Here, the first chain begins with an email, dated March 21, 2014, authored by Maurice and sent to Dan Abrams, of Balestriere Fariello & Abrams, who represented Offit in an arbitration concerning his fee dispute with the Katten Firm. For purposes of the arbitration, Maurice, Offit and their counsel entered into a joint prosecution agreement on October 15, 2013 (JPA). Doc 1010. All of the email in the chain at issue concerns a dispute over the return of Maurice's documents given to Abrams pursuant to the JPA, which Abrams refused to return. Arguments between Maurice and Offit's attorneys about whether Abrams was required to return documents are not communications made for the purpose of pursuing a common legal strategy about this case or the arbitration case. The chain has nothing to do with joint legal strategy or the rendition of legal advice and must be disclosed.

The second email chain also must be disclosed by Offit because Maurice waived the privilege after the JDA ended on March 22, 2014. The chain contains various emails, all dated July 3, 2014, discussing this action. Except for the final email, they are communications between Traub and Maurice, in which Maurice asks for legal advice and Traub gives it. The emails between Maurice and Traub would have been privileged, except that Maurice forwarded them to Offit in the final email in the chain. The attorney/client privilege only applies to confidential communications between lawyer and client. Spectrum Sys. Int'l Corp, v Chem. Bank, supra. Maurice waived the privilege for his communications with Traub by sharing them with Offit after the JDA ended. Baumann v Steingester, 213 NY 328 (1915); People v Harris, 57 NY2d 335 (1982); Ambac, supra.

C. Destruction of Maurice's Wills

In a May 27, 2014 order (May 27 Order), the court directed Maurice to produce for in camera review "his wills and any trusts in which he is a fiduciary or beneficiary that mention Offit or any member of his family from 1997 to the present." Doc 657. The relevance of this production was that plaintiffs alleged that Maurice rewarded Offit for his complicity in the 1998 Transaction by naming him in his wills and trusts. Maurice had not submitted them by July 10, 2014 (July 10 Order), and the court gave him a deadline of July 31, 2014. Doc 683. In a decision and order, dated September 5, 2014 (September 5 Order), the court noted that Maurice had not complied with the July 10 Order in that he had submitted 2 unsigned wills, one of which was incomplete, an unsigned, incomplete third amended trust agreement, and a signed 2002 Trust, but no second amended trust agreement. Doc 759, p 5. The September 5 Order gave Maurice two more weeks to comply with the July 10 Order.

Maurice admitted that he destroyed his wills after he was ordered to produce them for in camera review. On October 15, 2014, Maurice submitted an affidavit, sworn to on October 13, 2014 (Will Affidavit), averring:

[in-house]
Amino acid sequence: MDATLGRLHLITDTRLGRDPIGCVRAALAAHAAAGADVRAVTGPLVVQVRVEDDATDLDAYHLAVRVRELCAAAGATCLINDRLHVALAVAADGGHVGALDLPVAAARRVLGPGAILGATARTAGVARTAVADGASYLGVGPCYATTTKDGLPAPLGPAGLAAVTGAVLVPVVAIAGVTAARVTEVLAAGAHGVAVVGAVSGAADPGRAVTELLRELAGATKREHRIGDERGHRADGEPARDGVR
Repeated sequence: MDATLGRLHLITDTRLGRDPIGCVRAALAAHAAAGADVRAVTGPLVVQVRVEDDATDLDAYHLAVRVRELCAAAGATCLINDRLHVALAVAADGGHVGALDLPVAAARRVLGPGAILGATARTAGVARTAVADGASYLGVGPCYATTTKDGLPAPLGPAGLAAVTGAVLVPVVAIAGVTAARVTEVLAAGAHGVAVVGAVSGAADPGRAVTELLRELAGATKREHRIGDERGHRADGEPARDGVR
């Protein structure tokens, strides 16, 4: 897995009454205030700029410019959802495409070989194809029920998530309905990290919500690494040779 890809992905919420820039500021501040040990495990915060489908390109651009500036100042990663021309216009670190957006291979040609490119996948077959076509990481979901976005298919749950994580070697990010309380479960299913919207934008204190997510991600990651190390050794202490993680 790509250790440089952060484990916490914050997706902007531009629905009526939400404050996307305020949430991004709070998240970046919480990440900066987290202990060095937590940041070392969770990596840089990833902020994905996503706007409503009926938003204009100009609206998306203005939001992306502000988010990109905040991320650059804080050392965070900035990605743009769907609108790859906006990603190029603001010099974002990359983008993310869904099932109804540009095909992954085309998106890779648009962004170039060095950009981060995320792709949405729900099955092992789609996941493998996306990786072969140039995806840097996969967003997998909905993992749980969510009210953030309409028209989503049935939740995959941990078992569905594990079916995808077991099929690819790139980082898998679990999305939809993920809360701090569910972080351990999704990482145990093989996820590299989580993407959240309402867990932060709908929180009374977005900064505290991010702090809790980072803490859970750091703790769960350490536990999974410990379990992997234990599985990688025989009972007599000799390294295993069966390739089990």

... when my Third Amended Trust Agreement was finalized , I destroyed all copies of my prior wills....
[emphasis supplied] Doc 814, ¶5. He admits that this occurred after the court directed him to turn over copies of his wills:
At the time the Court directed me to turn over copies of my wilts , I was in the process of finalizing my Third Amended Trust Agreement , a process that I started over a year ago. Now that the Third Amendment has been finalized , it is attached hereto for the Court's in camera inspection.
[emphasis supplied] Doc 814, ¶6. To repeat, Maurice admitted he was in the process of finalizing the third amended trust, which he submitted unsigned before the July 10 Order, when he was ordered to produce his wills and he destroyed them when that process was completed, prior to October 13, 2014, when he signed the Will Affidavit. He claims that he did this on the advice of estate counsel. Id. The Will Affidavit strongly suggested that Offit was mentioned in the destroyed wills, although Maurice avoided an explicit admission:
As this case progressed, I decided to further amend my estate planning to, among other things, completely remove Offit from my estate, including as trustee and other administrative roles.
Doc 814, ¶4.

The court finds that, instead of turning over wills that benefitted Offit, Maurice defied the court's three orders for their production (May 27, July 10 & September 5, 2014 Orders). In opposing plaintiffs' current motion, based in part on destruction of wills, Traub's affirmation does not address that subject. Doc 1098. As Maurice did not submit an affidavit stating that Offit was not named as a fiduciary or beneficiary in the destroyed wills, the court will draw an adverse inference that he was. Noce v Kaufman, 2 NY2d 347, 353 (1957) ("where an adversary withholds evidence in his possession or control that would be likely to support his version of the case, the strongest inferences may be drawn against him which the opposing evidence in the record permits"). Maurice's destruction of the wills was a violation of the court's May 27, July 10 and September 5, 2014, orders for the production of wills that mentioned Offit or his family.

D. Failure to Log Documents

Maurice also violated the Jan 20 Compliance Order by not logging the Loeb iManage documents. Plaintiffs' Cross-Motion sought an order compelling Maurice to "provide ... a log of documents that he is withholding from production on any grounds other than privilege as required by this Court's Order dated April 29, 2014 ...." The Jan 20 Order and accompanying Jan 20 Compliance Order granted this prong of the Cross-Motion. Doc 986, pp 14 & 16 (2d Decretal Paragraph) & Doc 985. It required Maurice to produce or log responsive Loeb iManage documents, and to log all responsive hard copy and ESI Loeb documents by February 20, 2015 (Log Deadline), Doc 985. Loeb's iManage documents are client electronic documents that are maintained forever and are catalogued by client name and matter. Jan 20 Order, p 7, citing EBT of Loeb's record custodian, Sheehan, Doc 836, pp 38-39. As previously noted, the Jan 20 Order was a self-executing conditional order. Doc 986.